SANTIAGO DE COMPOSTELA, Spain - The driver of a train that hurtled off the rails killing 78 people in Spain faced possible charges as doctors worked on Saturday to identify the last three victims of the country's worst rail disaster in decades.

As Spain mourned, the city of Santiago de Compostela where the crash struck prepared a memorial service for the victims Monday in its cathedral, a destination for Catholic pilgrims from around the world.

Police have accused the driver, identified by media as Francisco Jose Garzon Amo, 52, of "recklessness" in Wednesday night's devastating crash. They said late Friday that he refused to answer their questions in his hospital bed and the case has been passed to the courts. The train was said to have been travelling at more than twice the speed limit on a curve when it hurtled off the rails and slammed into a concrete wall, with one carriage leaping up onto a siding.

Smoke billowed from the gutted cars as bodies were strewn across the tracks about four kilometres (2.5 miles) from the station at Santiago de Compostela. Locals said they came running from their houses to drag passengers from the wreckage.

The grey-haired driver, who reportedly boasted of his love for speed online, was under police surveillance in hospital, said Jaime Iglesias, police chief in the northwestern Galicia region.

The driver faces criminal accusations including "recklessness" but has not yet been charged, Iglesias told a news conference.

A police spokesman later told AFP that the driver had refused to respond to police questioning on Friday and the courts would now decide on judicial action.

Spanish media published photographs of the man they identified as Garzon after the crash, with blood covering the right side of his face.

The driver is not expected to appear in court on Saturday and no date has been set for his appearance before a judge, Galicia's High Court which is leading the investigation said in a statement.

The driver should have started slowing the train before reaching a bend that train drivers had been told to respect, the president of Spanish rail network administrator ADIF said.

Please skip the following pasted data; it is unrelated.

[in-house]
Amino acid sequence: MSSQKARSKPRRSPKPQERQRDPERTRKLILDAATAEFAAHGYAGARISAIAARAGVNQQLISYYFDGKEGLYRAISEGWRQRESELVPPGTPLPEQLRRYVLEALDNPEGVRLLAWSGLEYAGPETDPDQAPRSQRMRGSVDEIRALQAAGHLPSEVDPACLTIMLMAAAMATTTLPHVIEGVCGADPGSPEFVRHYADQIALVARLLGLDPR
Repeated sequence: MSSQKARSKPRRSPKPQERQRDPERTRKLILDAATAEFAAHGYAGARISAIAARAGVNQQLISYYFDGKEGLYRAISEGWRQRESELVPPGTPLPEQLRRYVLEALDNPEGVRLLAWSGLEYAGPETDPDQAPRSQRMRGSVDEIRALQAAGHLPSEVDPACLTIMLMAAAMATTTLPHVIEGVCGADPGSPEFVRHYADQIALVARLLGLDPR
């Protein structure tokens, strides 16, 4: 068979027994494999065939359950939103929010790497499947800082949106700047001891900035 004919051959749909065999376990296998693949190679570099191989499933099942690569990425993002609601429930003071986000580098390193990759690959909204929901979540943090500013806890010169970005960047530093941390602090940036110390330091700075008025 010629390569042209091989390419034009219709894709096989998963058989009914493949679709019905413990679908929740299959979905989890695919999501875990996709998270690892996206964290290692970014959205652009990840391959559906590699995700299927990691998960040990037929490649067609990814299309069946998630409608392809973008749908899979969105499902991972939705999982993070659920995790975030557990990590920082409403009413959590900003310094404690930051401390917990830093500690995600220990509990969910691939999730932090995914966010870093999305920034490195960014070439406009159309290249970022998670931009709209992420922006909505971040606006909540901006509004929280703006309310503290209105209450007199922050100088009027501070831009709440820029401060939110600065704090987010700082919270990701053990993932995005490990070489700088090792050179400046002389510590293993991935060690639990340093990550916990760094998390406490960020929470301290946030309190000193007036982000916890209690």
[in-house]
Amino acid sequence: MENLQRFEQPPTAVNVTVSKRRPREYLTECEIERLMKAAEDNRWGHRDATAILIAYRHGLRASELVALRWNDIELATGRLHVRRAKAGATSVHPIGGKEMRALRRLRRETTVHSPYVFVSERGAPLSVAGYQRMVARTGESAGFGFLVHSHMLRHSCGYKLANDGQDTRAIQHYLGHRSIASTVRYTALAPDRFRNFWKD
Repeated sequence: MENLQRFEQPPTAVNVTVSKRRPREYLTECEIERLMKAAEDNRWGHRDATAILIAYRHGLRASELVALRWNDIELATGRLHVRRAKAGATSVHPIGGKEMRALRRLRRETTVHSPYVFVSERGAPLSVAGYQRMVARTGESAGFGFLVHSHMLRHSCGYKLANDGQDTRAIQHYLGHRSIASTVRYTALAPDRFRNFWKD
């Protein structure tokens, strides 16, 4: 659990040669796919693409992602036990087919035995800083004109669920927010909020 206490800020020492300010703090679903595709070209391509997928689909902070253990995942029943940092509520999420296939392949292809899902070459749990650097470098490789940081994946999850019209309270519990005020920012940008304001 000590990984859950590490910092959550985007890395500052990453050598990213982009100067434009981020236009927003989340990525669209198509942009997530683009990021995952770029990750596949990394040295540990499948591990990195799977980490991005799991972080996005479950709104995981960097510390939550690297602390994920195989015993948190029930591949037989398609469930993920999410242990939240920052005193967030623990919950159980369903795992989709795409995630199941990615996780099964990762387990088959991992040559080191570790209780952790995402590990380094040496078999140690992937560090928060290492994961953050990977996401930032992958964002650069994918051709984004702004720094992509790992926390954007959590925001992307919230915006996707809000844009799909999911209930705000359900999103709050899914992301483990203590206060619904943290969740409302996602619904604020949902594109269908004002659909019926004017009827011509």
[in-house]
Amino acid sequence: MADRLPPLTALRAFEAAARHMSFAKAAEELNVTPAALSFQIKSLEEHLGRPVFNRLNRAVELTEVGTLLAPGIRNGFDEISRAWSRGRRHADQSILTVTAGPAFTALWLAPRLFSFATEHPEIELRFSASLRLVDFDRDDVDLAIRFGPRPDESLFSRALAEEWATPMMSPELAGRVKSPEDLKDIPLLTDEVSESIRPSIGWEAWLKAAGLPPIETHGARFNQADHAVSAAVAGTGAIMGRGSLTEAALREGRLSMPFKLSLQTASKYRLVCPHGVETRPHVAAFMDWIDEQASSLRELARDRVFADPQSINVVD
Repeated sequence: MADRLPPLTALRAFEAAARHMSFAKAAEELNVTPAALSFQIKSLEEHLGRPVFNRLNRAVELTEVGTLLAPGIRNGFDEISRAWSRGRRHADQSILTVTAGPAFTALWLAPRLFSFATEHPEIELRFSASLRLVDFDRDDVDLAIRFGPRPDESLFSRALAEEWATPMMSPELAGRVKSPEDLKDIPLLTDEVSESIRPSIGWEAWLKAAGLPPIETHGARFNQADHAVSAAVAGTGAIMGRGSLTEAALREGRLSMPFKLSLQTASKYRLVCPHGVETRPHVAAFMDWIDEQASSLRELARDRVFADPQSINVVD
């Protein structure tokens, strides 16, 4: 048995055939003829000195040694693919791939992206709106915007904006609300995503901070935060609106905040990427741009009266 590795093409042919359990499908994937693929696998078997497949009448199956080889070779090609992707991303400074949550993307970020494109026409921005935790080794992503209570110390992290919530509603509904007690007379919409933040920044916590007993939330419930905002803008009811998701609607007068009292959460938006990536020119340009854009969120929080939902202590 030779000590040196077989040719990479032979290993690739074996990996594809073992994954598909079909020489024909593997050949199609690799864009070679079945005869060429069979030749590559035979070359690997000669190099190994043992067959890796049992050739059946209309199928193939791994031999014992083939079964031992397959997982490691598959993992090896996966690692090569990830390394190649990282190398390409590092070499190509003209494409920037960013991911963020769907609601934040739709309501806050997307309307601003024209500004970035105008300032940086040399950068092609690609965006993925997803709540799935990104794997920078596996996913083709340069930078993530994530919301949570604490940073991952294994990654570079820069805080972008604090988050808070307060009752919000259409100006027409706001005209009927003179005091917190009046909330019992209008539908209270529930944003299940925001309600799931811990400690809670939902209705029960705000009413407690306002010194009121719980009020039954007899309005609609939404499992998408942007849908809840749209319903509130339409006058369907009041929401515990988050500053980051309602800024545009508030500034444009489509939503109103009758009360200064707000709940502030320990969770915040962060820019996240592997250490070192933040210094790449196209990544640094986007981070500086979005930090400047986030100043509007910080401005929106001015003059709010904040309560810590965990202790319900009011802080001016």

"Four kilometres before the accident happened he already had warnings that he had to begin slowing his speed," Gonzalo Ferre told Spanish public television TVE.

Seventy-eight passengers perished, three of whom have yet to be identified, and 178 were injured, regional authorities said.

At least seven foreigners are among the dead - a US citizen, an Algerian, a Mexican, a Brazilian, a Venezuelan, an Italian and a national of the Dominican Republic, a judicial source said.

Most of the injured are Spanish but at least eight were foreigners from Argentina, Britain, Colombia, the United States and Peru.

Eighty-one people remained in hospital, including 28 adults and three children who were in critical condition.

The driver, while still trapped in his cab, told railway officials by radio that the train had taken the curve at 190 kilometres (118 miles) an hour, more than double the 80 kph speed limit on that section of track, El Pais said, citing unidentified sources in the investigation.

"I was going at 190! I hope no one died because it will weigh on my conscience," he was quoted as saying.

State railway company Renfe said the driver had been with the firm for 30 years, including 13 years as a driver.

He had driven trains past the spot of the accident 60 times during his time with Renfe, the president of the company, Julio Gomez-Pomar, told private television Antena 3.

"That is to say, the knowledge that he has to have of this track is exhaustive," he said.

Media reports described Garzon Amo, one of two drivers on the train, as a speed freak who once posted a picture on his Facebook page of a train speedometer at 200 kph.

A caption read: "I am on the edge, I can't go faster or else I will be fined."

The Facebook page has since been taken down.

Renfe said the train - a model able to adapt between high-speed and normal tracks - had no technical problems and had just passed an inspection on the morning of the accident.

Experts have raised questions about the track's speed signalling system.

Since high-speed trains use the route, it has been equipped with an automatic speed control system known as the European Rail Traffic Management System, under which a train's brakes can be automatically applied if speeding.

But the secretary general of Spain's train drivers' union, Juan Jesus Garcia Fraile, told public radio that the system was not in place at the crash site.

It was Spain's deadliest rail accident since 1944 when hundreds were killed in a train collision, also between Madrid and Galicia. In 1972, 77 people died when a train derailed between Cadiz and Seville.

Many of the passengers in Wednesday's crash were said to be on their way to a festival in honour of Saint James, the apostle who gave his name to Santiago de Compostela. Crowds of pilgrims travel to the town all year round to venerate him.